The letter of Barnabas is attested by some early fathers as being written by the Biblical Barnabas. However, the letter itself contains no indication who wrote it. It was definitely known in Alexandria around the year 190 A.D. Internal evidence indicates it was certainly written after 70 A.D. since it alludes to the destruction of the temple. It may also have been written before 132 A.D. and the Bar Kochba revolt because the writer expects to see the temple rebuilt which seems unlikely after this date since it would appear to be unfeasible to expect the Romans to assist in such an endeavour after the revolt. Hadrian also built a pagan temple on the site in 135 A.D. Although the book appears at times to have a distinctly Jewish apocalyptic flavor on the surface, there is also a strong stream of allegorical Platonism running through the book suggesting it may have been written in Alexandria, which would also explain why the Alexandrians seem to be the only Christians reading this book prior to the fourth century. Although we can ascertain a possible time frame for its writing, the true identity of the author and place of writing remains uncertain.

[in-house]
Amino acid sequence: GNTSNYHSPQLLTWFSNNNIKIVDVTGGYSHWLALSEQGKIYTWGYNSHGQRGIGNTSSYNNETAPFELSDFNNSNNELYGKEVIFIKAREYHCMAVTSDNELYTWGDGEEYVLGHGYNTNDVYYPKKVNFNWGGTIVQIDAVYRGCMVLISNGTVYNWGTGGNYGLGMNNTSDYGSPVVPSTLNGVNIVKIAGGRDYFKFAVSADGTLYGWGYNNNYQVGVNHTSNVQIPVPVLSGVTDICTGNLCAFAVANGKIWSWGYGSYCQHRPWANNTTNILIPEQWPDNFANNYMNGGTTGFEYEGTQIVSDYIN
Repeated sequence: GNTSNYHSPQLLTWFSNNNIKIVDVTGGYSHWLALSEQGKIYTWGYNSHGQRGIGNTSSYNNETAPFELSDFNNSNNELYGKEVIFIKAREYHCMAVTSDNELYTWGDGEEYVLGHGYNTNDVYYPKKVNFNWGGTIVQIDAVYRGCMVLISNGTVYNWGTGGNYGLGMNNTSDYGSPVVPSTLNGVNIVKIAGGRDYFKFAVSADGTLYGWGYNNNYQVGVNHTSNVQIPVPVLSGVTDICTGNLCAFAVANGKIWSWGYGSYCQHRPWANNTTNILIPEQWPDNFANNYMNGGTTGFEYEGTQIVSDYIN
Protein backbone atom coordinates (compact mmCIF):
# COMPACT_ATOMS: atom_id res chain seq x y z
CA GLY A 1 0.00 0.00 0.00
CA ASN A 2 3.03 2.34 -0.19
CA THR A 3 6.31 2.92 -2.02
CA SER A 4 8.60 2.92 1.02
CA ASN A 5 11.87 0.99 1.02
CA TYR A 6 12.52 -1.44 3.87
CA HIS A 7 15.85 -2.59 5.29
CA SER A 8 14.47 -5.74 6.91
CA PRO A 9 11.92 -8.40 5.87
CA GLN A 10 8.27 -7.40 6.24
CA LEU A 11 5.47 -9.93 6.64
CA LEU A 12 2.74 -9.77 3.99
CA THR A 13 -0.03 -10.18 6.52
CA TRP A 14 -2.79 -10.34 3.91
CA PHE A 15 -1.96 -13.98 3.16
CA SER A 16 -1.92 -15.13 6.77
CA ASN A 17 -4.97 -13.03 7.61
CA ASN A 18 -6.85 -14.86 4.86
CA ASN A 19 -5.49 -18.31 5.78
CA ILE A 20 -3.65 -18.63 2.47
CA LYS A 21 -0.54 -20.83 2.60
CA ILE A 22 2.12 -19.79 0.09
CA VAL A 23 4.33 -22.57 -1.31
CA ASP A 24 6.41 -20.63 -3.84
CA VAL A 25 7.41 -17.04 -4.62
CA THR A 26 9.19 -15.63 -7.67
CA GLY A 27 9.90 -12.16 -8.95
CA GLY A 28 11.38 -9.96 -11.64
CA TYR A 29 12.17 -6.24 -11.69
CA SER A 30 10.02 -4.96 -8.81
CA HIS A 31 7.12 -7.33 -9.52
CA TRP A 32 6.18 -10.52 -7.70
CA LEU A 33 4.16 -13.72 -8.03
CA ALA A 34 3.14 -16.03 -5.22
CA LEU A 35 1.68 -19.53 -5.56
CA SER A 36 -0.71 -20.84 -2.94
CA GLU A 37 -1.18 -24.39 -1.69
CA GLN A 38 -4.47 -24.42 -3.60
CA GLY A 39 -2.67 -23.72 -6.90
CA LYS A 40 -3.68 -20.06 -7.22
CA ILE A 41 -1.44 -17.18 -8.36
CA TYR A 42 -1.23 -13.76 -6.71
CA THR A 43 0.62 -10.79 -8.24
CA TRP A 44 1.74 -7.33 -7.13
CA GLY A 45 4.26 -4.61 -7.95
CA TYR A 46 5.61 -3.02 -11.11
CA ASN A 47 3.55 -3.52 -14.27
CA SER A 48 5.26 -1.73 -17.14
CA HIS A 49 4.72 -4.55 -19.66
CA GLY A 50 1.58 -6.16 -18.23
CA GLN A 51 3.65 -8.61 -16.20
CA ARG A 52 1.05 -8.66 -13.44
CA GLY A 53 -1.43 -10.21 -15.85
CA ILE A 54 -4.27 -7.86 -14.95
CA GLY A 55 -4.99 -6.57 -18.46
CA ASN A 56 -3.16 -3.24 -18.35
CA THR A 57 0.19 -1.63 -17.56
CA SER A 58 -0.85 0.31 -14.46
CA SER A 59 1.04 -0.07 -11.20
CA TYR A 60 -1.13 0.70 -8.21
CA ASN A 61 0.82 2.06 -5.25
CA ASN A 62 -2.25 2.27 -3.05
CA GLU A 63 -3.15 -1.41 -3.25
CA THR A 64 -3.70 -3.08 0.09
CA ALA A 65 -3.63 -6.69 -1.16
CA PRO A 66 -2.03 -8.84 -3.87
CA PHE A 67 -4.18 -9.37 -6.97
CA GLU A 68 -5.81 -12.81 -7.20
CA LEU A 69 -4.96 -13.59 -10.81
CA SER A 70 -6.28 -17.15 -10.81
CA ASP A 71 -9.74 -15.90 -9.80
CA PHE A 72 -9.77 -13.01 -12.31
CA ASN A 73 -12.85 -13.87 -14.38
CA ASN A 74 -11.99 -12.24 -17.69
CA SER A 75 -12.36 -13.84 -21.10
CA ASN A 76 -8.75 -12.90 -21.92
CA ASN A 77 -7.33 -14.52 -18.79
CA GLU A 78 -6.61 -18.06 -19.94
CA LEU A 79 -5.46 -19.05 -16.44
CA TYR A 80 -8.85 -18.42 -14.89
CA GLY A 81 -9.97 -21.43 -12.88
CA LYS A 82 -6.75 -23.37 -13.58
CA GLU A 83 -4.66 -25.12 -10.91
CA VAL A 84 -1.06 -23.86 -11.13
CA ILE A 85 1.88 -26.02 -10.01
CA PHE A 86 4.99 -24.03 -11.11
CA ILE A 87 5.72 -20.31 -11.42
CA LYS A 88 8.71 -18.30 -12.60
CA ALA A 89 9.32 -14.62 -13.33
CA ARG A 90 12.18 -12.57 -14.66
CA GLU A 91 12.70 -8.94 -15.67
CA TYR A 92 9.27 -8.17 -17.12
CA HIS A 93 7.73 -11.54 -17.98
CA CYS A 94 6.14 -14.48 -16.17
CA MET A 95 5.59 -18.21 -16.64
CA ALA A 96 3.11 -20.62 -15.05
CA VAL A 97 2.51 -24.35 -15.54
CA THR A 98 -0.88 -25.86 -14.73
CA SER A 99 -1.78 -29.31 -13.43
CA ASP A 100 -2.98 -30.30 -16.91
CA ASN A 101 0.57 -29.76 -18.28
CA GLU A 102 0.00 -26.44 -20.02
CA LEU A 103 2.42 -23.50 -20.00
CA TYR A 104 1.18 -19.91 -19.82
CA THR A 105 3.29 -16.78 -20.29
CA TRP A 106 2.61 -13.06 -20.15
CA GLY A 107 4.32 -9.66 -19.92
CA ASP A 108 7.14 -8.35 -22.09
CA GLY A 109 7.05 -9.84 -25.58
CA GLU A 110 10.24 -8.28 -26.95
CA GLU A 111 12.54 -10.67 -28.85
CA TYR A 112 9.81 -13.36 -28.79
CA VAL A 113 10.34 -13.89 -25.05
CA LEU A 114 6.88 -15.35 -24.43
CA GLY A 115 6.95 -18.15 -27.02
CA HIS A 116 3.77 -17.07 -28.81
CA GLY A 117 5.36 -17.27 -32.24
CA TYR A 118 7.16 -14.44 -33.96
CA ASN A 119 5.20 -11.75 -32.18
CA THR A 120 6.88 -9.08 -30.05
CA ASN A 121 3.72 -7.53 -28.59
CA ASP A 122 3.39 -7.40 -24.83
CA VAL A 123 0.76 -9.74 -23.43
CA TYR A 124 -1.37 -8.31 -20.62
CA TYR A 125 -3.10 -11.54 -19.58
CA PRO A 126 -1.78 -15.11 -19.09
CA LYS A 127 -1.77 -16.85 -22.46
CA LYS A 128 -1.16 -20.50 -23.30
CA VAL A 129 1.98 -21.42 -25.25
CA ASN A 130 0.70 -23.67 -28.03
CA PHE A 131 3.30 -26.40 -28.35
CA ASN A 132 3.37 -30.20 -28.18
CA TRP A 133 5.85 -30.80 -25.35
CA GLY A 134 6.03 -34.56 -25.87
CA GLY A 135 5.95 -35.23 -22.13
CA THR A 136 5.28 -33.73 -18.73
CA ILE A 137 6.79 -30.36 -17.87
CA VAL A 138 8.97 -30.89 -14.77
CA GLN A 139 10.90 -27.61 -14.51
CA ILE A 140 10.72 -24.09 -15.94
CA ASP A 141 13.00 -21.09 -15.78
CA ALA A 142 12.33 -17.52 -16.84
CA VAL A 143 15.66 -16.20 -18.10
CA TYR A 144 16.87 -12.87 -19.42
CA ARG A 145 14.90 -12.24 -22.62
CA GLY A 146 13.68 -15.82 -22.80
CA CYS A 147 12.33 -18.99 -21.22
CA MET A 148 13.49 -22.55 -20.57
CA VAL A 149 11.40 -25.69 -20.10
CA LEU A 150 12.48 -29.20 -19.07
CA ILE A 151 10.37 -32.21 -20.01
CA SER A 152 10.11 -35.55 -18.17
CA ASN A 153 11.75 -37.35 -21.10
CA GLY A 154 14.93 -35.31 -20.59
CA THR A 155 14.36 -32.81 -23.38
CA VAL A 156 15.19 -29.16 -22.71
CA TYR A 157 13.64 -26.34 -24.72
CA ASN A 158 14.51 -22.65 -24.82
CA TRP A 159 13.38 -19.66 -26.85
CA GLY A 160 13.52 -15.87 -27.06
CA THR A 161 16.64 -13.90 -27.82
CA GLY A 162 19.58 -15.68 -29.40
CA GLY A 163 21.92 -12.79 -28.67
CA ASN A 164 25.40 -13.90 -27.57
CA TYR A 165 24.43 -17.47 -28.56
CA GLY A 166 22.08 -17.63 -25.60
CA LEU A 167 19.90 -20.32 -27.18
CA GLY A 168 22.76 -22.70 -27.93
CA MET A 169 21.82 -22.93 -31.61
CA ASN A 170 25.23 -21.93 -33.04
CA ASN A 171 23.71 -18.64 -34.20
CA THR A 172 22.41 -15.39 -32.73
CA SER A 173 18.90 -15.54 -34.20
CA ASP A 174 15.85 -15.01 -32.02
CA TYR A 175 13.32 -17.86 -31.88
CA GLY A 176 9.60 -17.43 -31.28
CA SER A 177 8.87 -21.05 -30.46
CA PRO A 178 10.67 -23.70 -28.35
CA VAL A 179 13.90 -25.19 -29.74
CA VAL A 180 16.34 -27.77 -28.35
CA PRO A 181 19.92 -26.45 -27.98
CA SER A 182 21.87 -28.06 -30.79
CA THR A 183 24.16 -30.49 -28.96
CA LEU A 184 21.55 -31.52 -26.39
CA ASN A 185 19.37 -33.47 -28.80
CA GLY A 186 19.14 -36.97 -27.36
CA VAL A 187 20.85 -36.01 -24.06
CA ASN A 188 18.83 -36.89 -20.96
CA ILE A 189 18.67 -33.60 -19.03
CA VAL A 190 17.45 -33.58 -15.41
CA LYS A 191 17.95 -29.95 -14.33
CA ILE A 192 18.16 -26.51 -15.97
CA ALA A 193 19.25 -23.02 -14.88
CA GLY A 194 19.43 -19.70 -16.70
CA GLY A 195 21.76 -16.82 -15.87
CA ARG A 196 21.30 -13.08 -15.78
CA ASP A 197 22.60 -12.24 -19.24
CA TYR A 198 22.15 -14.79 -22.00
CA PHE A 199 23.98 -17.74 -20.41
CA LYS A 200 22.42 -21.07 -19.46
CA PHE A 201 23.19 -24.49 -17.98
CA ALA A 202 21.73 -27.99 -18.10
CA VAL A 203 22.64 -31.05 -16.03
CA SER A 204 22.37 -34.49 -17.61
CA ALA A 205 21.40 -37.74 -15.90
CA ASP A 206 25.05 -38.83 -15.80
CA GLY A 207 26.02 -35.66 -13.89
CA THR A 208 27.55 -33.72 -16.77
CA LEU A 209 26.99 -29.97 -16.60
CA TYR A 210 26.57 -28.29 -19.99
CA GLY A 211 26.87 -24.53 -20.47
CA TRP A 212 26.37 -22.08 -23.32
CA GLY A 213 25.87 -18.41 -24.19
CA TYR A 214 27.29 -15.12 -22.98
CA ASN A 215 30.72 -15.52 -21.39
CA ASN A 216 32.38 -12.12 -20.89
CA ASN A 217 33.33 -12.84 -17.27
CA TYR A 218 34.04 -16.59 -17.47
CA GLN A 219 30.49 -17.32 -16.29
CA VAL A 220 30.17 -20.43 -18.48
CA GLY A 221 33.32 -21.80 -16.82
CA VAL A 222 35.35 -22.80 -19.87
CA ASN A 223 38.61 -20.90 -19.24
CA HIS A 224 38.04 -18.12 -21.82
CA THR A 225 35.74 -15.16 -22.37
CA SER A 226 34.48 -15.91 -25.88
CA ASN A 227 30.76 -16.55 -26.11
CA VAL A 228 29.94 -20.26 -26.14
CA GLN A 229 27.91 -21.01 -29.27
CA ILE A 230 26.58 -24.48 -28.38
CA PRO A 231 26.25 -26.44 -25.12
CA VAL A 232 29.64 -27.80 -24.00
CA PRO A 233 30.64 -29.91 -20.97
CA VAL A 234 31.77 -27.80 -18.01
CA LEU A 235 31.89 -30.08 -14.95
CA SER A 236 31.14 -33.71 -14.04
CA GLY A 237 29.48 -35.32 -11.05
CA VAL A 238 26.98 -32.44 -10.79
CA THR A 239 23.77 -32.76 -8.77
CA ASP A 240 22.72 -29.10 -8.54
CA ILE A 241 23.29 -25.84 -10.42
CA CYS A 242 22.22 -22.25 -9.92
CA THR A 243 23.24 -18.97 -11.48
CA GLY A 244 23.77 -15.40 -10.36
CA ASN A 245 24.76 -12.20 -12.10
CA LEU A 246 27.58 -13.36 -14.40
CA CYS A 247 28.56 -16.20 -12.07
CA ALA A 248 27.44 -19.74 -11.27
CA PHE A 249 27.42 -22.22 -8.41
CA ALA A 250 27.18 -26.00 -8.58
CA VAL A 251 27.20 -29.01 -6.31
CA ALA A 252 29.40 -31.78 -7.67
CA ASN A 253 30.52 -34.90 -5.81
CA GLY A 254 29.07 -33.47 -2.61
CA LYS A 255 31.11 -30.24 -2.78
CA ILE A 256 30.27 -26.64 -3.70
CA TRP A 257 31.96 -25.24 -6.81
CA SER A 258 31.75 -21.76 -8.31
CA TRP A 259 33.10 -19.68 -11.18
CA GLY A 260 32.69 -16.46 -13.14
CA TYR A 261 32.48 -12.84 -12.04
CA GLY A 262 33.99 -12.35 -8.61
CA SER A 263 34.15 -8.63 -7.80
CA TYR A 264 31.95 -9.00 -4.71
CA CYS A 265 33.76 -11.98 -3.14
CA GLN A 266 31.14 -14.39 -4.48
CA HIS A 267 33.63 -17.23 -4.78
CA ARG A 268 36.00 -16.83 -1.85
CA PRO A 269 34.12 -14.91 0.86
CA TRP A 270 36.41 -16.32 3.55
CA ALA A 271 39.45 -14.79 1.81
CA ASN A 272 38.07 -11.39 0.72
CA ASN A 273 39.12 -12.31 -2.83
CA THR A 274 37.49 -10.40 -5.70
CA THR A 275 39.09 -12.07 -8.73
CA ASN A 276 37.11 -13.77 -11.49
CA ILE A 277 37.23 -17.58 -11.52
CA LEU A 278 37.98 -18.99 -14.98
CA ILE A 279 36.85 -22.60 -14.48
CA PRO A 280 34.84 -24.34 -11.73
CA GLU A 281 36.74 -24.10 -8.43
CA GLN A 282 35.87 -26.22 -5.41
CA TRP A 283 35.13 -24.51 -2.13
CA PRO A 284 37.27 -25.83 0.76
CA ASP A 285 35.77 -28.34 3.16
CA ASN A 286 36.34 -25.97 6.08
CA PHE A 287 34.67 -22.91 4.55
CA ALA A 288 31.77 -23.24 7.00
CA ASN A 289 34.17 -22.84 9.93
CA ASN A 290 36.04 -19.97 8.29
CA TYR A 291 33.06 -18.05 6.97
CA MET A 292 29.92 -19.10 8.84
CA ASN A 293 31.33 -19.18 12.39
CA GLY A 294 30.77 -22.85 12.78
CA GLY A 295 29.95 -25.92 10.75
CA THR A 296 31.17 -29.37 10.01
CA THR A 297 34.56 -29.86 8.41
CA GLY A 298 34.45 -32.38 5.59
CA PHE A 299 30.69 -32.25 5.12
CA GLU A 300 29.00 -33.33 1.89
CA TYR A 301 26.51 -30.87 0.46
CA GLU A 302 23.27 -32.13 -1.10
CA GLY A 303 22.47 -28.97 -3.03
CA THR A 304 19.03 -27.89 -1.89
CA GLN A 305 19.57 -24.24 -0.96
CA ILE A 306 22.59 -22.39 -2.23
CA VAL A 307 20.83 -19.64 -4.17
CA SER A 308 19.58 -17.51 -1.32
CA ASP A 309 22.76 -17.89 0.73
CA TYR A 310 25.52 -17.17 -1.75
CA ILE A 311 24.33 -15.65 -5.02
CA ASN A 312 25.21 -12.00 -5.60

Last Update: January 23, 2011
"If the Lord endured to suffer for our soul, he being Lord of all the world, to whom God said at the foundation of the world, "Let us make man after our image, and after our likeness," understand how it was that he endured to suffer at the hand of men" (5).
"For the Scripture says concerning us, while He speaks to the Son, "Let us make man after our image, and after our likeness.... These things [were spoken] to the Son" (6).